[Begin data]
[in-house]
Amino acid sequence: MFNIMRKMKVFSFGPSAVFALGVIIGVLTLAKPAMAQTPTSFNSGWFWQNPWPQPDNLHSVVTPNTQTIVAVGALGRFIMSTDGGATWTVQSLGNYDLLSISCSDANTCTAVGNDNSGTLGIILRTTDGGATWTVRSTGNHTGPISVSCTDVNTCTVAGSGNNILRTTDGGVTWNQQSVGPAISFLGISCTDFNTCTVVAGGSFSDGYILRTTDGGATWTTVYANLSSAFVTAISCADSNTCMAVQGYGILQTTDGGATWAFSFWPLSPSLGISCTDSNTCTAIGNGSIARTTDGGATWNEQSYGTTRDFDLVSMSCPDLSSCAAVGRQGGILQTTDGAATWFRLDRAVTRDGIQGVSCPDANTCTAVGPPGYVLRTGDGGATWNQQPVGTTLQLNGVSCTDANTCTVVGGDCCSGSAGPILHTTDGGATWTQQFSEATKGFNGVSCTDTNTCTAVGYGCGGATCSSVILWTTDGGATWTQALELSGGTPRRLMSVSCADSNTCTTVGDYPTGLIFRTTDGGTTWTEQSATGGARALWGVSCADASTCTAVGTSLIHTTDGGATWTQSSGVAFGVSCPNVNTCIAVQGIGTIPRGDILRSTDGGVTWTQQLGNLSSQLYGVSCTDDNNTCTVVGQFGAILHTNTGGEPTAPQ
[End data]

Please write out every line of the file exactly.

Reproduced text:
[in-house]
Amino acid sequence: MFNIMRKMKVFSFGPSAVFALGVIIGVLTLAKPAMAQTPTSFNSGWFWQNPWPQPDNLHSVVTPNTQTIVAVGALGRFIMSTDGGATWTVQSLGNYDLLSISCSDANTCTAVGNDNSGTLGIILRTTDGGATWTVRSTGNHTGPISVSCTDVNTCTVAGSGNNILRTTDGGVTWNQQSVGPAISFLGISCTDFNTCTVVAGGSFSDGYILRTTDGGATWTTVYANLSSAFVTAISCADSNTCMAVQGYGILQTTDGGATWAFSFWPLSPSLGISCTDSNTCTAIGNGSIARTTDGGATWNEQSYGTTRDFDLVSMSCPDLSSCAAVGRQGGILQTTDGAATWFRLDRAVTRDGIQGVSCPDANTCTAVGPPGYVLRTGDGGATWNQQPVGTTLQLNGVSCTDANTCTVVGGDCCSGSAGPILHTTDGGATWTQQFSEATKGFNGVSCTDTNTCTAVGYGCGGATCSSVILWTTDGGATWTQALELSGGTPRRLMSVSCADSNTCTTVGDYPTGLIFRTTDGGTTWTEQSATGGARALWGVSCADASTCTAVGTSLIHTTDGGATWTQSSGVAFGVSCPNVNTCIAVQGIGTIPRGDILRSTDGGVTWTQQLGNLSSQLYGVSCTDDNNTCTVVGQFGAILHTNTGGEPTAPQ